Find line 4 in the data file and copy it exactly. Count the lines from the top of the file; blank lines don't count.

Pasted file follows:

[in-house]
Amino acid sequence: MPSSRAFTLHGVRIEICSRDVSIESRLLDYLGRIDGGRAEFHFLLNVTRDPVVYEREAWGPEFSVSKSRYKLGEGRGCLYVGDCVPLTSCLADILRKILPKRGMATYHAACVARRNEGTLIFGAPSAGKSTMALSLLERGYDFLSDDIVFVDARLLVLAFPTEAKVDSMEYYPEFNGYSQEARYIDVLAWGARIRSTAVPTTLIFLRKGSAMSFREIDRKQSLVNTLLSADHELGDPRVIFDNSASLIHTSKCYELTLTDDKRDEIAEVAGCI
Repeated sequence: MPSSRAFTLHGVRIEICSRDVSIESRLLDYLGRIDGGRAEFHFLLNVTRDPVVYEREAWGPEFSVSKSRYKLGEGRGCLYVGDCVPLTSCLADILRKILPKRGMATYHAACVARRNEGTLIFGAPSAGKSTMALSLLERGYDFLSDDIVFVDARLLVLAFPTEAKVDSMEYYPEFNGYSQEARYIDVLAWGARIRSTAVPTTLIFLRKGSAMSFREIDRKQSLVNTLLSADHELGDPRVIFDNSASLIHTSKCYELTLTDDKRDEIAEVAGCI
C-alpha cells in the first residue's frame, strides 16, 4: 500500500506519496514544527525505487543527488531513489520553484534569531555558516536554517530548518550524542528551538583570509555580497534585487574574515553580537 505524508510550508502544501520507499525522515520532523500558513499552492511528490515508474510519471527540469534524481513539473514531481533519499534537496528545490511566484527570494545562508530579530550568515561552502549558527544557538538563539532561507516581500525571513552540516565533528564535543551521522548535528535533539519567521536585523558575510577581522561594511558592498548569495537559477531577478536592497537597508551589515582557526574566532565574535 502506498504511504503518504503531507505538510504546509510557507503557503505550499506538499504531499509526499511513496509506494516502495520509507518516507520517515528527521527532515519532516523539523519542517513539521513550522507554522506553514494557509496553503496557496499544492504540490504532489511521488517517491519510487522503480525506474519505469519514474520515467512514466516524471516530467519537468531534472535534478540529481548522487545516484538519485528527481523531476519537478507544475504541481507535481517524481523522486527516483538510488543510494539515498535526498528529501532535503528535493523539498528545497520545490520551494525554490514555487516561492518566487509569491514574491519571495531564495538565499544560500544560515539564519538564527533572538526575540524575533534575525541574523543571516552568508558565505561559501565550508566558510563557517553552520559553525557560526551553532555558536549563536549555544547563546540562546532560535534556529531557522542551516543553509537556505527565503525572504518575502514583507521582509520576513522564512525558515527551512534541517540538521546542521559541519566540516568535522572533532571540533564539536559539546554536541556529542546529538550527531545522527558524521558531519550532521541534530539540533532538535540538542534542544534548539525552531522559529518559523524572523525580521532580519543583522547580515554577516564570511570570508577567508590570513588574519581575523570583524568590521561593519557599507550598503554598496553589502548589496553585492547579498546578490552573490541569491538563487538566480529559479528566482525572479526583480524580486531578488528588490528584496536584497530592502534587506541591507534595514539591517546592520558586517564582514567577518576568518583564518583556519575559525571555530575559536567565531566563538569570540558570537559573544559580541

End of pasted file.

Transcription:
C-alpha cells in the first residue's frame, strides 16, 4: 500500500506519496514544527525505487543527488531513489520553484534569531555558516536554517530548518550524542528551538583570509555580497534585487574574515553580537 505524508510550508502544501520507499525522515520532523500558513499552492511528490515508474510519471527540469534524481513539473514531481533519499534537496528545490511566484527570494545562508530579530550568515561552502549558527544557538538563539532561507516581500525571513552540516565533528564535543551521522548535528535533539519567521536585523558575510577581522561594511558592498548569495537559477531577478536592497537597508551589515582557526574566532565574535 502506498504511504503518504503531507505538510504546509510557507503557503505550499506538499504531499509526499511513496509506494516502495520509507518516507520517515528527521527532515519532516523539523519542517513539521513550522507554522506553514494557509496553503496557496499544492504540490504532489511521488517517491519510487522503480525506474519505469519514474520515467512514466516524471516530467519537468531534472535534478540529481548522487545516484538519485528527481523531476519537478507544475504541481507535481517524481523522486527516483538510488543510494539515498535526498528529501532535503528535493523539498528545497520545490520551494525554490514555487516561492518566487509569491514574491519571495531564495538565499544560500544560515539564519538564527533572538526575540524575533534575525541574523543571516552568508558565505561559501565550508566558510563557517553552520559553525557560526551553532555558536549563536549555544547563546540562546532560535534556529531557522542551516543553509537556505527565503525572504518575502514583507521582509520576513522564512525558515527551512534541517540538521546542521559541519566540516568535522572533532571540533564539536559539546554536541556529542546529538550527531545522527558524521558531519550532521541534530539540533532538535540538542534542544534548539525552531522559529518559523524572523525580521532580519543583522547580515554577516564570511570570508577567508590570513588574519581575523570583524568590521561593519557599507550598503554598496553589502548589496553585492547579498546578490552573490541569491538563487538566480529559479528566482525572479526583480524580486531578488528588490528584496536584497530592502534587506541591507534595514539591517546592520558586517564582514567577518576568518583564518583556519575559525571555530575559536567565531566563538569570540558570537559573544559580541